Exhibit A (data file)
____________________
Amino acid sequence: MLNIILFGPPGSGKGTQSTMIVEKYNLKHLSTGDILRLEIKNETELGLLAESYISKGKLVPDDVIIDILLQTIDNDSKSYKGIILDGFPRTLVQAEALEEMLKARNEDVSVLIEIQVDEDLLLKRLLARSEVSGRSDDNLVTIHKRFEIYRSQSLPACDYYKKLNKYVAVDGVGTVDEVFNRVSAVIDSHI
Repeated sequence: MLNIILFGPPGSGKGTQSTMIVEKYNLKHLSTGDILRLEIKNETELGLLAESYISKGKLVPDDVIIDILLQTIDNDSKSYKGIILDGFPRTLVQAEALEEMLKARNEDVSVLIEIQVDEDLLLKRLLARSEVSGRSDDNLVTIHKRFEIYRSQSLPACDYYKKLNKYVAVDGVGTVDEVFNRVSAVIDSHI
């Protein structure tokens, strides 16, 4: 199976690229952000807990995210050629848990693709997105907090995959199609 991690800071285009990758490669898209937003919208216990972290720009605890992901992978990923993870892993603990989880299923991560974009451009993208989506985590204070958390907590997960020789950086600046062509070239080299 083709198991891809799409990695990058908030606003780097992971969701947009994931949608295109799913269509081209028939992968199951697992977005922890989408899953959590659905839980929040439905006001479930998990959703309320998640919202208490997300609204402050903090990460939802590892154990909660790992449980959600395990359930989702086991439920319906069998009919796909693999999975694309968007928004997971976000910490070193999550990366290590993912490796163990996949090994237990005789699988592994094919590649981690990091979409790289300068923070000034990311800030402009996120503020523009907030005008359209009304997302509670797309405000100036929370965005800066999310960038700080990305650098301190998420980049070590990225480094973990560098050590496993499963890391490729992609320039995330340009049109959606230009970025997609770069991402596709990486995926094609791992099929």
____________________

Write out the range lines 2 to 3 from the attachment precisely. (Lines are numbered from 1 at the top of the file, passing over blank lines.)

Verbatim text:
Repeated sequence: MLNIILFGPPGSGKGTQSTMIVEKYNLKHLSTGDILRLEIKNETELGLLAESYISKGKLVPDDVIIDILLQTIDNDSKSYKGIILDGFPRTLVQAEALEEMLKARNEDVSVLIEIQVDEDLLLKRLLARSEVSGRSDDNLVTIHKRFEIYRSQSLPACDYYKKLNKYVAVDGVGTVDEVFNRVSAVIDSHI
């Protein structure tokens, strides 16, 4: 199976690229952000807990995210050629848990693709997105907090995959199609 991690800071285009990758490669898209937003919208216990972290720009605890992901992978990923993870892993603990989880299923991560974009451009993208989506985590204070958390907590997960020789950086600046062509070239080299 083709198991891809799409990695990058908030606003780097992971969701947009994931949608295109799913269509081209028939992968199951697992977005922890989408899953959590659905839980929040439905006001479930998990959703309320998640919202208490997300609204402050903090990460939802590892154990909660790992449980959600395990359930989702086991439920319906069998009919796909693999999975694309968007928004997971976000910490070193999550990366290590993912490796163990996949090994237990005789699988592994094919590649981690990091979409790289300068923070000034990311800030402009996120503020523009907030005008359209009304997302509670797309405000100036929370965005800066999310960038700080990305650098301190998420980049070590990225480094973990560098050590496993499963890391490729992609320039995330340009049109959606230009970025997609770069991402596709990486995926094609791992099929």